Strickly speaking, data analysis can only begin after data has been imported into the software. For that, it must be formatted and normalized so that it becomes compatible with the software system. Whatever the data contains, it must go through this step which sends it back to its technical and digital nature. Technically speaking, data is a set of entries that share (at least partially) the same variables, so that entries who don’t have “missing values”. Empirically, there are many ways to substantiate this formalism (databases, data format exchanges, tables…) which are more or less compatible between themselves, but to fit in one of them it is the formal condition of possibility of any further data handling. The conversion process is not a purely technical one ; choices have to be made about what can be merged and what will be visible. The construction of data happens during the data collection but also during this step of formatting. For instance, a frequent question for Proxem engineers is “what is a document ?”. If a survey contains two open ended-questions, should they be merged into one document so that there is one document for each surveyee, or should they be kept apart, hence giving less weight to surveyees who answered only one of the two questions ? If the text data is a conversation between a customer and a hotliner, should each reply be considered a document, or the whole conversation ? Choices must also be made about what a question is : if questions happen to slightly vary over time on a longitudinal study, or because surveyors use slightly different formulations, should they be considered the same questions (so that the answers are stored into the same variables) or kept separate, because some pollsters would consider them not comparable ? When do two questions become distinct ? When the engineer imports data, he does not only write or use pieces of computer code, but also makes choices about the data he will analyse. Those choices, that will ultimately affect the quantification and prioritization of data and ideas, can come from a variety of reasons : the current situation, previous choices made by the engineer or his colleagues, technical standards and good practices, the state of the software, how it works, what it is best suited for, or even what would appear as the quickest, easiest or laziest option at the moment. Although there is a community of practice and exchanges between engineers, they usually work rather autonomously, with little external control on those choices.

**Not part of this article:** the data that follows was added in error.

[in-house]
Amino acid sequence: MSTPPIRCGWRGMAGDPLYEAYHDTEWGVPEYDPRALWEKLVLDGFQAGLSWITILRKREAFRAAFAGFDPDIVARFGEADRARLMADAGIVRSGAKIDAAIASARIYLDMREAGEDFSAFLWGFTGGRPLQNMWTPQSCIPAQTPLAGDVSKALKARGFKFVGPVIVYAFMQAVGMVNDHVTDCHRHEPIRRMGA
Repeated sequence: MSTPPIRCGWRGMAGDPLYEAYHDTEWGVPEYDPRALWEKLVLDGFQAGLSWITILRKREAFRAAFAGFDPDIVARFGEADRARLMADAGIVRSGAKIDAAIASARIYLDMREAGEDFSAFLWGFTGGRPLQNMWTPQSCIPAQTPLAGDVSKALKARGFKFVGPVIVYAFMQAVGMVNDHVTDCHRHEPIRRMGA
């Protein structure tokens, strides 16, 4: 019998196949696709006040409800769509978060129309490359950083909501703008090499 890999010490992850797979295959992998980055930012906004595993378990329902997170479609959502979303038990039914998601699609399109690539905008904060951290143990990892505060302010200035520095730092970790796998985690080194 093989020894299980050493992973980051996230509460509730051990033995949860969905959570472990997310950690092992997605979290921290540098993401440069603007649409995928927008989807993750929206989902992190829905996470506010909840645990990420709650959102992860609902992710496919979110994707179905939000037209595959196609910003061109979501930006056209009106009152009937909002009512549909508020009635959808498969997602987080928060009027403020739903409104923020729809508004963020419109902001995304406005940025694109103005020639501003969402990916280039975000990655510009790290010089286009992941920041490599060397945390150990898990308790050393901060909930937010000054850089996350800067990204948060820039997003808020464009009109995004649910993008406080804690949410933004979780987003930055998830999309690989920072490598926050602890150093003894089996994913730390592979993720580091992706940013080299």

However, the main source of local choices by the engineer is the codification process itself. What happens at this step is very close to what has been highlighted by quantification sociologists since Alain Desrosières (1993/2010) seminal work on the history of statistics. In its principle, codification or classification is the process that gives a label to an element such as an event, a document, an organism, etc., according to certain norms or to intuition. Desrosières has shown how difficult it is to consider classification as a mechanical procedure. By comparing Buffon and Linnaeus taxonomies, respectively top-down and bottom-up, he demonstrates that there is never a “right” codification. In his example of the attribution of a cause of death, he points out how physicians struggle to decide what cause should be written down, when there is usually an immediate cause, but also anterior reasons and multiple factors.